Organizational loyalty is a symbiotic relationship for a season, that needs to work to the advantage of both parties.
As an HR Manager, I am often at the crossroads of an employee feeling frustrated with the perceived lack of opportunities they have in the workplace, and the capacity of an organization to absorb and help realize, the ambition of up and coming talent.
I remember watching the swimming relays at the Olympics and on a few occasions, we got to see the waiting athletes as they watched their race unfold. Their teammate is in the water, doing what they need to do. And the athlete is waiting their turn.
They are affected by what is happening in the water. When their team is falling behind, their task increases in importance and in pressure – recover the deficit or face defeat. When their team is ahead, they must maintain or increase the lead, but the pressure is different. Coming from a place of victory is far easier than coming from behind.
Organizations need young, inexperienced and passionate people, to push the envelope. To question the status quo before it smothers them. To redefine culture before it assimilates them. To look at old problems in new ways. And, of course, to provide a pipeline of talent and continuity of knowledge and experience over time, as older employees resign or retire.
It’s the slowness of the latter processes that creates the frustration; much like in the case of the waiting athlete.
What can these younger, passionate, upwardly mobile employees do to create organizational loyalty towards them? To foster a mindset where their needs are important to the company, and where the company will go the extra mile to support their ambition through training and development opportunities?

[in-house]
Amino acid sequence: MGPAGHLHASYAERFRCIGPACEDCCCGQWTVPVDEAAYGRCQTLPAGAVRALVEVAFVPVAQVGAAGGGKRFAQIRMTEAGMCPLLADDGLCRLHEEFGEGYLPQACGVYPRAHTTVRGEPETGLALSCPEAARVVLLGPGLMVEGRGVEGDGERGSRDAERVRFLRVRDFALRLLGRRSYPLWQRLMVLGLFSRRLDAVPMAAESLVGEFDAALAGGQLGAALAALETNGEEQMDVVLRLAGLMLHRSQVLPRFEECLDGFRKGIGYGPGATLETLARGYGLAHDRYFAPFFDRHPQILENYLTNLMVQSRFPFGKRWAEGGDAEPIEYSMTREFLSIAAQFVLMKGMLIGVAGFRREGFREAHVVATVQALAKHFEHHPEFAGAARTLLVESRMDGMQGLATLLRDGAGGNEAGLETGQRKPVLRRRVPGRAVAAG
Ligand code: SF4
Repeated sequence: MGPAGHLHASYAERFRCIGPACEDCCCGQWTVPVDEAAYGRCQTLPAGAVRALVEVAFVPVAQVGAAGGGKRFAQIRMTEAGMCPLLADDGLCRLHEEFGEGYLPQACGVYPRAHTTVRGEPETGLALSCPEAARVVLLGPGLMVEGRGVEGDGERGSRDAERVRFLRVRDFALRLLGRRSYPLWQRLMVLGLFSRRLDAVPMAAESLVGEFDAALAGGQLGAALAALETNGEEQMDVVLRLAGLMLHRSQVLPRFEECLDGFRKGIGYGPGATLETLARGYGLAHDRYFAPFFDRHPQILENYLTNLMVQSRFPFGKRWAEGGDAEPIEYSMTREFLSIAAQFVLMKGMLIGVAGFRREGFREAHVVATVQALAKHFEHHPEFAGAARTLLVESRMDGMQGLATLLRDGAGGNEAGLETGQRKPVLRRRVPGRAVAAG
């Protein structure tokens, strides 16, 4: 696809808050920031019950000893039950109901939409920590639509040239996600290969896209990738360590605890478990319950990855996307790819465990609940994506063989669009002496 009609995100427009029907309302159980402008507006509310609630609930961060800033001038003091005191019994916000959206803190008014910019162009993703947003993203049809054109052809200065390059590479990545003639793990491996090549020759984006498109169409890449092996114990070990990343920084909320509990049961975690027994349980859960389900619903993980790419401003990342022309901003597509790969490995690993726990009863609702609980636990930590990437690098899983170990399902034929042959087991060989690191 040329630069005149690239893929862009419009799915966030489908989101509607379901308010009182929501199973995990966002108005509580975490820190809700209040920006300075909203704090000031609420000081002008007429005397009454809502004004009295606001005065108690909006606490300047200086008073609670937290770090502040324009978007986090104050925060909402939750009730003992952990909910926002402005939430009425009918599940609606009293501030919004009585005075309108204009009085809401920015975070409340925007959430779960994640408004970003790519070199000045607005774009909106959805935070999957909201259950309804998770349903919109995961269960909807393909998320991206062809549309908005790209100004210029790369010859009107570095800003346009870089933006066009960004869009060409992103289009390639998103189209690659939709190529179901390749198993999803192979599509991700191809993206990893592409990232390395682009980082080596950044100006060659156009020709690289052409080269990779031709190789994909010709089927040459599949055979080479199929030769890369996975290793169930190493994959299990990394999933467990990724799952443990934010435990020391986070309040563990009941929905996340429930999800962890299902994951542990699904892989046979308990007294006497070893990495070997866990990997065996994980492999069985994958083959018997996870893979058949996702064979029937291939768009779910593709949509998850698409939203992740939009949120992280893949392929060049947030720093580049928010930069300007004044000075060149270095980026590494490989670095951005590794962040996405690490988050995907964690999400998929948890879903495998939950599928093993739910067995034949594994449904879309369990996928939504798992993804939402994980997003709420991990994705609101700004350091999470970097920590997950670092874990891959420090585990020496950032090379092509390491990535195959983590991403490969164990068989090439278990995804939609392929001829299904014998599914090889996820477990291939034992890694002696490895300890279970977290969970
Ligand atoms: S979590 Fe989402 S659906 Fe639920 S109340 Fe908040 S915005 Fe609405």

Well, firstly, there are never any guarantees, so nothing I say or suggest will create a safe place where your future is secure. But, most people with talent and self-belief aren’t looking for that, so that’s OK!. Organisational loyalty isn’t an impossible proposition. It’s also not a job-for-life proposition. It’s a symbiotic relationship for a season. And as with all symbiotic relationships, it needs to work to the advantage of both parties.
Secondly, there is no such thing, really, as organizational loyalty. Organizations are made up of people, and any loyalty that exists, exists between people, in their roles as stewards and custodians of a business, and as employees. It’s important to distinguish between personal loyalty and role-based loyalty.
Personal loyalty has a very limited lifespan in a business. It can’t be traded between people. And a manager will not risk his or her own credibility on personal loyalty. But role based loyalty, where a manager is increasing his or her credibility by investing in the right people and protecting his or her team’s talent base, is very tradeable. Its tradeable for the manager, and its tradeable for the employee. As a young employee, you need to develop role based loyalty, that can build credibility across teams and departments as your reputation for value within the business expands.